A few weeks ago, I was using the bathroom at a shopping centre. While I was washing my hands, a woman approached and confronted me, to say that I was in the wrong place. She said she knew what I was. She said everyone could tell. She wanted me to know that she had recognised me as transgender, as though it were some kind of dirty secret. The altercation didn't last long; I felt no need to argue with her, or to grant currency to her disgust by offering a response to it. I finished washing my hands, with a deliberate and extended ritual, and calmly left while she continued to berate me for my abnormal womanhood.
In truth, it was nothing unexpected, and nothing unusual. I’ve heard comments like that before; it’s a troll or a transphobe’s favourite strategy, to point out masculine aspects of my appearance, to other me, and to announce that I am not “fooling” anyone.
It appears as though people believe trans women want their transness to go unrecognised, as though our intention is to be seen as cis-gender (that is, non-transgender) women. They believe that our trans nature is a shameful and dirty secret, that must make us burn with embarrassment.
But I have not found being trans as something to want to hide by default. And I don’t want to "fool" anyone.
But I have not found being trans as something to want to hide by default. And I don’t want to "fool" anyone. Womanhood to me has nothing to do with putting on a costume. Womanhood is not wearing a dress, or wearing makeup - things that vast numbers of both cis and trans women have little or no interest in - and it goes far beyond anything aesthetic or shallow. It's an innate part of who I am, and I understand and appreciate and value it.
The nature of my specifically transgender womanhood is something that I am proud to own. There is a well known remark from the French writer and philosopher, Simone De Beauvoir, who said “One is not born, but rather becomes, a woman.” In Beauvoir's meaning, a woman is the being that has grown from the beginnings of girlhood, and been shaped by age and by experience and by the blossoming of maturity. And when I examine myself as a woman, I can see that and I can feel it resonate, to my core.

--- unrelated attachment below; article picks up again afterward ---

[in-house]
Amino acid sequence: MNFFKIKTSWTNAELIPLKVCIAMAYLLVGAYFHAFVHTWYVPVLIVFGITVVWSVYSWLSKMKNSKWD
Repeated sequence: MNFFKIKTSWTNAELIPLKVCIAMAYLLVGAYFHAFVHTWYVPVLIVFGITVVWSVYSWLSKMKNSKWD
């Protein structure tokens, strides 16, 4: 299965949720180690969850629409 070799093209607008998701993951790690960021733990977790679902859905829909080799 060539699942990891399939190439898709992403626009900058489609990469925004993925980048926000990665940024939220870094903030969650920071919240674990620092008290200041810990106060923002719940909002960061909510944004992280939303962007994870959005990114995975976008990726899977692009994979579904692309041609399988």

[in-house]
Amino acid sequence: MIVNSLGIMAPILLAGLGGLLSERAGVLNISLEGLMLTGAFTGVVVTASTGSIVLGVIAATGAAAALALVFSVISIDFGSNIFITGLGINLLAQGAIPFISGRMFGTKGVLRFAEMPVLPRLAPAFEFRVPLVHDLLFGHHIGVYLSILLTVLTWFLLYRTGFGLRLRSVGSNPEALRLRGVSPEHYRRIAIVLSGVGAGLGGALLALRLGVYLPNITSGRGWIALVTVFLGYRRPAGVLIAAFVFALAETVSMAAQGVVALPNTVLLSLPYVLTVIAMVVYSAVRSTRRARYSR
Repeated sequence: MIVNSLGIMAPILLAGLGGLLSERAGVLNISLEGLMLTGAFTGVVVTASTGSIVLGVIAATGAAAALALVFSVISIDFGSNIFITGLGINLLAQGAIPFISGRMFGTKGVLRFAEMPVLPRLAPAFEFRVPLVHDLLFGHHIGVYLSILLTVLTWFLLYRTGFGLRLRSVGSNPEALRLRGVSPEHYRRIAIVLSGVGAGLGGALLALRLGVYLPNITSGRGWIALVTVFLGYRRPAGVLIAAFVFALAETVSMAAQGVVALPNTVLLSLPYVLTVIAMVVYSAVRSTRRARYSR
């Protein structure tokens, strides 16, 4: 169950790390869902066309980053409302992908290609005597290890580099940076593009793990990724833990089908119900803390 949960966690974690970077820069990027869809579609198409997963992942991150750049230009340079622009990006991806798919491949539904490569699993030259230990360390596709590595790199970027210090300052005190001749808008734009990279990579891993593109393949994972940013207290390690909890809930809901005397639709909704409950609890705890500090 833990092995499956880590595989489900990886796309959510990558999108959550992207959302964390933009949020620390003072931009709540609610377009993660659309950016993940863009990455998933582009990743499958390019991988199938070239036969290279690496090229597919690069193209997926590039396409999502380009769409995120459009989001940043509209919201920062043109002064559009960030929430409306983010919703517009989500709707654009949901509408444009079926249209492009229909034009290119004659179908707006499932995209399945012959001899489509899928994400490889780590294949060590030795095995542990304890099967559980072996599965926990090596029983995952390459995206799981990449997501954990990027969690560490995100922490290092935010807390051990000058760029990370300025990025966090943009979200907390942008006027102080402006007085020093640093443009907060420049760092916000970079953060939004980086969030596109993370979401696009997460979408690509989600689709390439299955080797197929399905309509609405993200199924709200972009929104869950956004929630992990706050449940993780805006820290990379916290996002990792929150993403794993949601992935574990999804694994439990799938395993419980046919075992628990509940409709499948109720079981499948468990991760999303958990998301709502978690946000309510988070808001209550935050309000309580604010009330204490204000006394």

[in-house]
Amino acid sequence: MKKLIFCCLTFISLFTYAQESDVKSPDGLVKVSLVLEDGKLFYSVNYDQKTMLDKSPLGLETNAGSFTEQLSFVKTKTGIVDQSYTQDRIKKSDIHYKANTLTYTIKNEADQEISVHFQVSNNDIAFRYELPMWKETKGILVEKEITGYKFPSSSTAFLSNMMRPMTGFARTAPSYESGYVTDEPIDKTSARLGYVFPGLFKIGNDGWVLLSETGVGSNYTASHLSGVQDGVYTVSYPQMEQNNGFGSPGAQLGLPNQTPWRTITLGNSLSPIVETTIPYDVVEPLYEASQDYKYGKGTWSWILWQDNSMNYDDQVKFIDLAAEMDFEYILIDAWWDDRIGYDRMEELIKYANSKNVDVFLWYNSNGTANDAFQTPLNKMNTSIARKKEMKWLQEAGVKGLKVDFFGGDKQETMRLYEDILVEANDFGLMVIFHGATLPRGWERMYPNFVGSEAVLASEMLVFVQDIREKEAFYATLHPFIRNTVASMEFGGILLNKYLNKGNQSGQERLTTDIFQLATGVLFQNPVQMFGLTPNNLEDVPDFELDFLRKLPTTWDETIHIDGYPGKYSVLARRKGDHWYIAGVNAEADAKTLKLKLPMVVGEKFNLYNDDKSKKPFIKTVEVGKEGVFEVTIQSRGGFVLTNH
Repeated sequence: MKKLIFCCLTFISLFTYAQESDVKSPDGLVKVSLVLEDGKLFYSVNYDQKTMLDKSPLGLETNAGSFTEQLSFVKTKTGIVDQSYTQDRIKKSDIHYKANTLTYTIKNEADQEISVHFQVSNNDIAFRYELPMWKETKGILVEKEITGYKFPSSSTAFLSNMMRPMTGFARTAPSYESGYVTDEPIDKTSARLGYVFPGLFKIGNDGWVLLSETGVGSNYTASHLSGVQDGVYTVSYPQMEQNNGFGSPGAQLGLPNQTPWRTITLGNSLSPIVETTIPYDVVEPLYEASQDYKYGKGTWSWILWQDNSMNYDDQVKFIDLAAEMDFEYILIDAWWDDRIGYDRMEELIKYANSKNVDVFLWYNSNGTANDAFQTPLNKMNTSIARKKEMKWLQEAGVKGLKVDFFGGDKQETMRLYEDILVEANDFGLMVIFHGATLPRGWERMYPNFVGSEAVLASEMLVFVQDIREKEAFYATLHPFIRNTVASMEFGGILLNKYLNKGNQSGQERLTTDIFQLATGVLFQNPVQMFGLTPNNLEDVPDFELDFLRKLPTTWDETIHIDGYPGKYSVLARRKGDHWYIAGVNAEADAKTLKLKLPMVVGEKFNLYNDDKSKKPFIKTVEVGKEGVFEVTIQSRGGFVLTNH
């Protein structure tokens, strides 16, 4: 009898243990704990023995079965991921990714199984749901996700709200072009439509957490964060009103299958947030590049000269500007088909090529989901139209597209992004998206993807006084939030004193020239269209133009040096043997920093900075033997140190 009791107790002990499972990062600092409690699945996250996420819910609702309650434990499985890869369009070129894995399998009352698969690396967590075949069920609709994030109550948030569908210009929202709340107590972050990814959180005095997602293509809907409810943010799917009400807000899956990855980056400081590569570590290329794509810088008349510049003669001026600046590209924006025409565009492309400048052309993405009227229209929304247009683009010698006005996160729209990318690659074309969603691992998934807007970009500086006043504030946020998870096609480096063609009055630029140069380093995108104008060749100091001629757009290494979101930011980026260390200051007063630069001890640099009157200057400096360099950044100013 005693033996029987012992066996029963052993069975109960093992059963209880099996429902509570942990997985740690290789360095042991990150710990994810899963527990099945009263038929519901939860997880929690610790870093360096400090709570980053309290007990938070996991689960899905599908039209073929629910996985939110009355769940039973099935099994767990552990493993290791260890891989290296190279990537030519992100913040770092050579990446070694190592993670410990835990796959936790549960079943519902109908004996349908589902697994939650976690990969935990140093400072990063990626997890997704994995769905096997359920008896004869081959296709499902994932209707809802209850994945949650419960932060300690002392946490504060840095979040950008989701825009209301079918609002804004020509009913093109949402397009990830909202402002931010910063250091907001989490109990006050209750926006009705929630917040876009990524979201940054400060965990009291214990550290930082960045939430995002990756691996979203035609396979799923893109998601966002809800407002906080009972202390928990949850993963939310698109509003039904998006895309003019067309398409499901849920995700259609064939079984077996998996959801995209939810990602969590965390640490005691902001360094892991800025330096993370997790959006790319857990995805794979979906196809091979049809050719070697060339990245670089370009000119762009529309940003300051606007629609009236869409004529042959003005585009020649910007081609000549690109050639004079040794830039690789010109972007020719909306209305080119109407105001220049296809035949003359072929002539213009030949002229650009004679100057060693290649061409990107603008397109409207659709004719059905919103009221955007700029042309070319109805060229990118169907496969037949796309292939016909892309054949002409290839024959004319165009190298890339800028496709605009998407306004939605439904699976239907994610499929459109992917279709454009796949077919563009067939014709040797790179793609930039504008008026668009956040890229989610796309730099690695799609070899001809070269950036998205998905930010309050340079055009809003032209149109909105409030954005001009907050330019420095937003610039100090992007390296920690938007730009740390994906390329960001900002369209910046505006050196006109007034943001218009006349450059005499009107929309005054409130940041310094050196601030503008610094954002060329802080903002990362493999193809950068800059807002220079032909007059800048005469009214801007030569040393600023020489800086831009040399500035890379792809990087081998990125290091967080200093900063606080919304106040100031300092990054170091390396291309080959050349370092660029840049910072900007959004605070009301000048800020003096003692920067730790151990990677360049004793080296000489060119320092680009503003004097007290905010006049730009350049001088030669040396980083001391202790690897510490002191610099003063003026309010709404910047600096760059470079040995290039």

I have grown into a woman, and learned more about myself and about gender through that growth than I could ever have imagined. In particularly, I have learned that one cannot pin gender down to biology or appearance. I recognise trans women as women, as I recognise trans men as men, as I recognise the validity of non-binary people living on a spectrum of or entirely between notions of rigid or fluid gender identity, and through that recognition of the varying shades of gender I am able to find truth in my own womanhood. It is a womanhood does not aspire to a cis nature.
As a transgender woman, I do not look at myself, and see a cis-woman; for me personally, I have found that I do not want to.
As a transgender woman, I do not look at myself, and see a cis-woman; for me personally, I have found that I do not want to. There are so many things about me that signify my trans nature - such as the traits that are traditionally masculine, that are pointed out and highlighted by trolls, from my shoulders to my jawline - but these are not signifiers of an absence of womanhood, merely of a different school or strand.
All of this is to say that I don't need to, or want to "pass" as a woman, by dressing or looking or acting or talking in any particular way. I am a woman, whether I want to wear jeans and a t-shirt, or a full ball gown. I am a woman, regardless of the timbre of my voice. I am a woman, regardless of the peculiarities of the nooks and crannies of my biology. I am a trans woman, and I may be recognised as such without shame, on my part.
I am reminded of Maya Angelou's words, about the recognisable qualities of womanhood - "It’s the fire in my eyes, And the flash of my teeth, The swing in my waist, And the joy in my feet. I’m a woman, Phenomenally."
Joan Westenberg is a freelance writer. Follow her on Twitter at @joanwestenberg